How to spot a buggane

Thu, 21 Feb 2019

In the second of our series of articles about Manx folklore and calendar customs, the article about some lesser-known aspects of bugganes was recently published in the Manx Independent. The article is as follows:

How to spot a buggane

There’s a lot more to bugganes than just smashing the roof off churches.

In fact, whether it’s Maughold or Rushen, there is hardly a parish which has not been terrorised by this great Manx monster.

Most Manx people will know about the buggane which terrorised St. Trinian’s Church in Marown.

The story tells how the buggane would frustrate all attempts to complete the church beside Greeba Mountain, pulling the roof off each night after it was put up.

But a tailor named Timothy took a bet to spend a night in the church to sew a pair of breeches, successfully managing it the nick of time, leaping out the window as the roof crashed in around the buggane who had emerged through the floor.

Timothy then raced to safety in the hallowed ground of Marown Church, narrowly avoiding the buggane’s head, which he threw over the wall to explode amongst the gravestones.

This remains one of the Isle of Man’s favourite tales, even prompting memorabilia to be displayed in the now-closed pub, The Highlander, where they apparently had the very scissors Timothy used that fateful night!

(We don’t know what happened to these scissors when the pub closed, but perhaps someone can tell us…?)

This apparent faith in the truth of the tale was once so absolute that a vicar in the 1730s attempted to mock the Marown people out of the belief in it by dressing up as the buggane to fool them. However, the plan back-fired and the Bishop had to step in to repair the rift between the vicar and his flock!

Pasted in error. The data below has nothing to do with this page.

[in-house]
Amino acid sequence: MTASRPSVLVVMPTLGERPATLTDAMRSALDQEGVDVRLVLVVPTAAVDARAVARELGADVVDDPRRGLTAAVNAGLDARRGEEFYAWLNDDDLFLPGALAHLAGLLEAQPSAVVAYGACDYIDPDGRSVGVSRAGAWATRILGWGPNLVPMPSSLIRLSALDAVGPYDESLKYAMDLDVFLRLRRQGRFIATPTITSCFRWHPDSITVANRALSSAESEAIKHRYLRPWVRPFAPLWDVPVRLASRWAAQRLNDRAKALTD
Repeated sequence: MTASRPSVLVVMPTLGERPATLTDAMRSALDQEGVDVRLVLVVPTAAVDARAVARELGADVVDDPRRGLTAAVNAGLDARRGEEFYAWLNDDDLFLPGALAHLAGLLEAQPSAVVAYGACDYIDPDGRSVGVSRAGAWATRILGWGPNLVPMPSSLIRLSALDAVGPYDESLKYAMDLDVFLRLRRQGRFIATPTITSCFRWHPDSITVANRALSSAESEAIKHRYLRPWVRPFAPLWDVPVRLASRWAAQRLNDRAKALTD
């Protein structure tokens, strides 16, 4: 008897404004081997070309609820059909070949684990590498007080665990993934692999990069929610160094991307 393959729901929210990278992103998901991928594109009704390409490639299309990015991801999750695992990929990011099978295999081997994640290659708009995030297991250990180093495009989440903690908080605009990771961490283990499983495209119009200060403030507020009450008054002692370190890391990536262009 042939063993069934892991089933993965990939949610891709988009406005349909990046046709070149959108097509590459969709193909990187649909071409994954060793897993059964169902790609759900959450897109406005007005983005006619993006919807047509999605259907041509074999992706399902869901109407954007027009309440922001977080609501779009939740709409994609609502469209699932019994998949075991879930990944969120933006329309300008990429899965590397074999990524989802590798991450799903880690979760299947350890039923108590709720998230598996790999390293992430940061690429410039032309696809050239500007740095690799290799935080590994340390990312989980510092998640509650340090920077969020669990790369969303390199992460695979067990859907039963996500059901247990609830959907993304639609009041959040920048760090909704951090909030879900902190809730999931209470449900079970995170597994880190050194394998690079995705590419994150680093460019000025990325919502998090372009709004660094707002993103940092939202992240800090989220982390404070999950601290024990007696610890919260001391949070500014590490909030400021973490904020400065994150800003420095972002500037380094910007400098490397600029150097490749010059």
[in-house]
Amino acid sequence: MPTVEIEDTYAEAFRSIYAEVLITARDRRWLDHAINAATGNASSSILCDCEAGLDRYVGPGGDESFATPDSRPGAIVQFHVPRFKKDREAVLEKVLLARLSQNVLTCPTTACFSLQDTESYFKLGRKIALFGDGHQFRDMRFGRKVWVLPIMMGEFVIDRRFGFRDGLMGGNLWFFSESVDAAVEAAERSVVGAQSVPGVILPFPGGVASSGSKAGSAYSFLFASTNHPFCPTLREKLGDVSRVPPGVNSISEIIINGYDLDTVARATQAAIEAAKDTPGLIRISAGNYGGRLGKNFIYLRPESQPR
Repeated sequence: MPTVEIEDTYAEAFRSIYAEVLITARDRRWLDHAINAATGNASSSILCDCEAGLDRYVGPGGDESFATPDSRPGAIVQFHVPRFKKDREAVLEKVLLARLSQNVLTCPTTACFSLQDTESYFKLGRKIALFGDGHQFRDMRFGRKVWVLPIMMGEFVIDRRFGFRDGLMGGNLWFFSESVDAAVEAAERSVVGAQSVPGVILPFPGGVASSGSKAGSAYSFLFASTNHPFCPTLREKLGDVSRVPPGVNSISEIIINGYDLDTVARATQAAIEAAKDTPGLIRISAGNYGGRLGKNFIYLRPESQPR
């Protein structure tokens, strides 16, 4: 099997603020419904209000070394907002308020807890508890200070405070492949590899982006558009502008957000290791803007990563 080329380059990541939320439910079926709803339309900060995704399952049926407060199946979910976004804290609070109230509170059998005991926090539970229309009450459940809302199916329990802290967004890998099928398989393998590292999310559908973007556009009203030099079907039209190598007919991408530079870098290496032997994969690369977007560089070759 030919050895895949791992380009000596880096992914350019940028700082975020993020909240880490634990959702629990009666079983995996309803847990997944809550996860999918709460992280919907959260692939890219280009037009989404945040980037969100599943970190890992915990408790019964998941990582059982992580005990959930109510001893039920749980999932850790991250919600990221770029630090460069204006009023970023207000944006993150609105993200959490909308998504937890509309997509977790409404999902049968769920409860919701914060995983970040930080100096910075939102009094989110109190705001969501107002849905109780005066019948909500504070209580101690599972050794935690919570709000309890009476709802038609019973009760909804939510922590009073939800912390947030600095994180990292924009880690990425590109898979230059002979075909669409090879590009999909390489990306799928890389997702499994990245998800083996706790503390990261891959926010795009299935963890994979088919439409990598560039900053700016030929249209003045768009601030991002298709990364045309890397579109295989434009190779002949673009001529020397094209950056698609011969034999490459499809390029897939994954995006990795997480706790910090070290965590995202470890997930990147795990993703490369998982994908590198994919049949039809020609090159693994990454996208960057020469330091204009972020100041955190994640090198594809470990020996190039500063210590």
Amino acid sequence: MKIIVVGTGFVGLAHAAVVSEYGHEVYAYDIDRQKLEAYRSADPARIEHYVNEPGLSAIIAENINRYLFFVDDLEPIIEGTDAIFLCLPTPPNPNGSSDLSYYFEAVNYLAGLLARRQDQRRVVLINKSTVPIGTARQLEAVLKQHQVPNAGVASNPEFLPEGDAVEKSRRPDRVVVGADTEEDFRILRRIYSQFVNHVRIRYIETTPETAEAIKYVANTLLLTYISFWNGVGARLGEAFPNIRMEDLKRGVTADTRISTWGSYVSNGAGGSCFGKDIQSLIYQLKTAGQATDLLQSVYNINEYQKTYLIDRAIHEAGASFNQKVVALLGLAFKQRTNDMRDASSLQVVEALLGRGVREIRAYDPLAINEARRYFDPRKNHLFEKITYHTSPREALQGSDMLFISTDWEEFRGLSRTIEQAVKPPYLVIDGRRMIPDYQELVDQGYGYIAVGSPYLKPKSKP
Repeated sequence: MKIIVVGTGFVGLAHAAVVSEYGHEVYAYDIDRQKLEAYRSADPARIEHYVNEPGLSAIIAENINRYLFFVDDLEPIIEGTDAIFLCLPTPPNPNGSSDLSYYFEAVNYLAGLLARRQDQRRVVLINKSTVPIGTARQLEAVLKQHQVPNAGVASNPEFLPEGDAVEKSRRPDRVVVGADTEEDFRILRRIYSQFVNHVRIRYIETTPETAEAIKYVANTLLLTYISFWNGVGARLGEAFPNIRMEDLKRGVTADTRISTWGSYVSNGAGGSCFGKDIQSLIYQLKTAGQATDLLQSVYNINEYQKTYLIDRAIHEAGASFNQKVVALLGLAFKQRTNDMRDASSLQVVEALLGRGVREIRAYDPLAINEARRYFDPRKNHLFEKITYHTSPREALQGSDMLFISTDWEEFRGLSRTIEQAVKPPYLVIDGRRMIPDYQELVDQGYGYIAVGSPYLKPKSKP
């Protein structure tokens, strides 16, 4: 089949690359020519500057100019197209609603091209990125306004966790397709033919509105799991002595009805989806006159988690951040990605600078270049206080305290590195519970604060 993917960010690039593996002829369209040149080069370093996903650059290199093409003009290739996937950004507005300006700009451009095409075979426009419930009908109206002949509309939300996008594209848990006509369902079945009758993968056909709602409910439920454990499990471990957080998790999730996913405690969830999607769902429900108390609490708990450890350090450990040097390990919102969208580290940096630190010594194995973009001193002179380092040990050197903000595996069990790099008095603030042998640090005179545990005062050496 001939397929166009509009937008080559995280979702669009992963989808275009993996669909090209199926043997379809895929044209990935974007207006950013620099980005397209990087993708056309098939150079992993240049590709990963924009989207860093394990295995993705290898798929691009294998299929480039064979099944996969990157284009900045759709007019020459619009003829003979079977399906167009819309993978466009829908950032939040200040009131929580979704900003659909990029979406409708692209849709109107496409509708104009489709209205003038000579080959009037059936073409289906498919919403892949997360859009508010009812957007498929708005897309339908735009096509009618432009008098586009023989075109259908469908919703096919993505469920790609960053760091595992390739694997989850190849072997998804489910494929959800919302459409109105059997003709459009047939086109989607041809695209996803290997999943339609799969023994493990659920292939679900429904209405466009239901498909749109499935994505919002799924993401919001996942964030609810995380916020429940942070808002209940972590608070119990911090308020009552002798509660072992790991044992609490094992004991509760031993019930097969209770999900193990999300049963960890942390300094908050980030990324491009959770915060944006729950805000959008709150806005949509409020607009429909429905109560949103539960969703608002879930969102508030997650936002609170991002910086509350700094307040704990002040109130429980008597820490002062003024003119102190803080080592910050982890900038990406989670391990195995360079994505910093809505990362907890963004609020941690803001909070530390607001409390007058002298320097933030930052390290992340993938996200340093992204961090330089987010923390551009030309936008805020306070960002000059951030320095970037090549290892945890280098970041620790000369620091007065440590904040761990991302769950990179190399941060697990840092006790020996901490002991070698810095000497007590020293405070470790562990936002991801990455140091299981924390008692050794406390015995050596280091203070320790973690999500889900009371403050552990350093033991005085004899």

But what would this vicar have dressed up like?

We normally imagine bugganes as like the one at St. Trinian’s; ‘covered with a mane of coarse, black hair’ with ‘eyes like torches, and glittering sharp tusks.’

However, 100 years ago, when other buggane tales were more common, it was well-known that a buggane could appear in any form it chose.

So a buggane near Ramsey changed from a small cat to become a beast as large as a horse, or into a fierce bull near Fistard, or one near Port St. Mary was shapeless ‘like a turf stack’!

In fact, Gef, the mysterious talking Mongoose near Dalby in the 1930s, was initially referred to as a buggane in the Manx newspapers.

This makes sense, as the Manx word ‘buggane’ just means something undefined but frightening. This is why ‘buggane’ is the word used in the Bunscoill Ghaelgagh in St. John’s for ‘Monster.’

So, if you ever have the misfortune of actually meeting a buggane, be sure to be like the Port St. Mary fishermen of the past and offer it rum – apparently it does wonders to placate them!

The article can soon be enjoyed on the Isle of Man Newspapers' website.
A few of the significant Manx tales of bugganes are available on the Manx Literature website as follows: